I want other people to be aware of the Covid risk I bring into any interaction because that allows them to make an informed choice about what kind of interaction with me fits within their personal risk tolerance. I want the people I want to interact with to consent to the entirety of our interaction. And I want the same opportunity to consent to the risk other people bring into my personal space or the public spaces I have to interact with. So I wear a mask and stay 6 feet away from humans not in my Covid bubble.
The people who don't want to wear a mask can definitely make that choice. If they were cultivating consent culture, they would understand they can make that choice without affecting me or anyone else within their own home or other non-public spaces. If they were practicing consent they would recognize their refusal to wear a mask (for non-medical-exemption reasons), means they cannot go out into the world and do whatever they please wherever and whenever they want. They would understand that bringing their unmitigated Covid risk into public spaces takes away everyone else's opportunity to consent (or not) to that Covid risk level.
Wearing a mask, frequent hand-washing, and physical distancing from out-bubble folks recognizes the autonomy of everyone else in public spaces as equal participants in our society. It recognizes the agency of each participant and respects their right to choose whether and how they engage with the risk of Covid. It turns out Covid is just like sex (and tea).
Information and Inspiration
This week I took a break, which is not something I do very often. I enjoy working on projects – personal and professional – so I tend to take a break from one flavor of project by working on another. I break from work to get a personal project done. Or break from a personal project to complete a house project. But this week, I took a break from everything and went into the woods for a couple days.
Even though it’s not my usual mode, every time I’ve taken a break from part or all of regularly scheduled life, I get something out of it. The most obvious benefit of taking a break is rejuvenation. It’s generally beneficial for humans to take a break and recover after a stint of focused or intensive working. I participate in the madness that is Tax Season every year, so right after the deadline I disappear from the office for a couple weeks to catch up on sleep.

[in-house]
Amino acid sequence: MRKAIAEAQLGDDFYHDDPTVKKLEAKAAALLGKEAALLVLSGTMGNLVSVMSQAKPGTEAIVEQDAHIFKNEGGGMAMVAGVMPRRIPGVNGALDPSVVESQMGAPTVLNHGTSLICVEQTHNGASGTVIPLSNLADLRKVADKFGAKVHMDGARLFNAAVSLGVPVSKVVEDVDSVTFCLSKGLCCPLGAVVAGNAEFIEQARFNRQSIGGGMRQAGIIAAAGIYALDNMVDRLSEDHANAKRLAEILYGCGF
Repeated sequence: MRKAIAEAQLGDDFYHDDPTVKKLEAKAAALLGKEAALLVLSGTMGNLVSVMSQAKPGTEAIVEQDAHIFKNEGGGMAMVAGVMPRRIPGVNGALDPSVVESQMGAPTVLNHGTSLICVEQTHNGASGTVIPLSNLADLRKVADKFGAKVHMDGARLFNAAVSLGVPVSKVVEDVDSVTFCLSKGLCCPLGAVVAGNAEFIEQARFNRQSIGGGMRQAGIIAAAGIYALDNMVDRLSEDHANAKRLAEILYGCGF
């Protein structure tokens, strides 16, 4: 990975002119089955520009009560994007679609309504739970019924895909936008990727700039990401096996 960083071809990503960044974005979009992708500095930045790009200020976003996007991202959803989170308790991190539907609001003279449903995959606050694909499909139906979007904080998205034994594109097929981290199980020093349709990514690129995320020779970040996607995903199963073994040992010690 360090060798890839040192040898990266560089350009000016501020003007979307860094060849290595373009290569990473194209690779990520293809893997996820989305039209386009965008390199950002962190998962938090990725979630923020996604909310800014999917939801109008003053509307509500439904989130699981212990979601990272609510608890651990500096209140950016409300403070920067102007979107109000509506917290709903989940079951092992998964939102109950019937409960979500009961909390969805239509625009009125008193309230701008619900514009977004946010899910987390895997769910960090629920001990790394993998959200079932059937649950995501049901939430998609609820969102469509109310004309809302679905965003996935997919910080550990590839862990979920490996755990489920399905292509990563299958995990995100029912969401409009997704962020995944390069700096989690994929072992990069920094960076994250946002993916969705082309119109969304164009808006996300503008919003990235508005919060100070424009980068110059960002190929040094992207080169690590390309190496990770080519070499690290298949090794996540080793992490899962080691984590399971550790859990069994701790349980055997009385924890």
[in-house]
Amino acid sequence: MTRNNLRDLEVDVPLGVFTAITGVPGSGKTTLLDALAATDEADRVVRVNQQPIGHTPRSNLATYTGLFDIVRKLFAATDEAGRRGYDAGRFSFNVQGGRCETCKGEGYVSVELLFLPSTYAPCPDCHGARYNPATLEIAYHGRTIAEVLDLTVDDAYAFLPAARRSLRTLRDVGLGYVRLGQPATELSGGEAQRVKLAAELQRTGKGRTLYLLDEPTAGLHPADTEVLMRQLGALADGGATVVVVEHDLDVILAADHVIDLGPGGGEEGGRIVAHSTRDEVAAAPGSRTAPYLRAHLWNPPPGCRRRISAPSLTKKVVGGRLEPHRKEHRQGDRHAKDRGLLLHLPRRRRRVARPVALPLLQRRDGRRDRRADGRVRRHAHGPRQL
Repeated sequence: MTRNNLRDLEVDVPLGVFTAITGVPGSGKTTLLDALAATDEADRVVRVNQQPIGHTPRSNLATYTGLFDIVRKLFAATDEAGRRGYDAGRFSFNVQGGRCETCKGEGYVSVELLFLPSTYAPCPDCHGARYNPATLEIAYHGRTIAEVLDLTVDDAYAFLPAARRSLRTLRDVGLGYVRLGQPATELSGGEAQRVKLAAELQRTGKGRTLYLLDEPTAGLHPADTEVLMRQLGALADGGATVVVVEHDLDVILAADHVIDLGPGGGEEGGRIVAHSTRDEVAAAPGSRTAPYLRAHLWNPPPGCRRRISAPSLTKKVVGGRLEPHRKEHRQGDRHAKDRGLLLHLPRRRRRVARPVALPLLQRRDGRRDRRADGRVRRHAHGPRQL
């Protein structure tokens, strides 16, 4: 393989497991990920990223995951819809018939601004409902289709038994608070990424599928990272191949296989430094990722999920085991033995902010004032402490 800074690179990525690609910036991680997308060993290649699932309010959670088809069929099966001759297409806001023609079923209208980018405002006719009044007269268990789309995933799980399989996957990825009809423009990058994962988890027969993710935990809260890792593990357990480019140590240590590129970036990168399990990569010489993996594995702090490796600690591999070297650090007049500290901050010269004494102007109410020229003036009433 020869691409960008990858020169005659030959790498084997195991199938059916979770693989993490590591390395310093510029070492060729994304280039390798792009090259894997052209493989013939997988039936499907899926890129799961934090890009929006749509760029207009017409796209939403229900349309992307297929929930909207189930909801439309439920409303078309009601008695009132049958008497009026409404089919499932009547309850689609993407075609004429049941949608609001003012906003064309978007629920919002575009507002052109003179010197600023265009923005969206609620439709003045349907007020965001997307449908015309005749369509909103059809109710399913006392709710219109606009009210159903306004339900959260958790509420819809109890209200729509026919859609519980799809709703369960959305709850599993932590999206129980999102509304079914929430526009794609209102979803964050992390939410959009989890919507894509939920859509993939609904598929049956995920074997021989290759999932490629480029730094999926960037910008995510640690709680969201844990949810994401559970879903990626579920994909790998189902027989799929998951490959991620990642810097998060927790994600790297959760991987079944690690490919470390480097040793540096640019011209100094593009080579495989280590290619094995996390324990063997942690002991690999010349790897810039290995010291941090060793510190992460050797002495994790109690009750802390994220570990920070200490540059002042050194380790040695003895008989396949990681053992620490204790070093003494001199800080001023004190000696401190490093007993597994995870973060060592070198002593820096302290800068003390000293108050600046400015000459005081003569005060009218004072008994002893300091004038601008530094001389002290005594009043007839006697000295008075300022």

When I come back, I’m well rested and back to feeling like a complete human being. That means I can once again be available for the needs of any other human, so I’m ready and excited to help my clients. It seems like the more intensive the working (and the greater the personal drain), the greater the need for recovery and so the greater the benefit from taking a break.
In addition to recovery, I have also experienced a great benefit from breaks in the form of new perspective. A couple years into my martial arts training, I broke my foot and then came down with a serious illness that prevented me from training for a few months. With just a broken foot, I was able to attend classes in a chair and work some upper body techniques. But the addition of the illness kept me entirely off the training floor and out of the dojo.
When I came back a couple months later, I started slowly and took it easy during classes for the first few weeks. Even though I was moving more slowly than the rest of the class, I was surprised at the variety of my offensive and defensive choices during sparring. I was a less predictable and more nuanced fighter than I had been before my break. It felt like some of the principles I had been working had fully soaked in during my time away.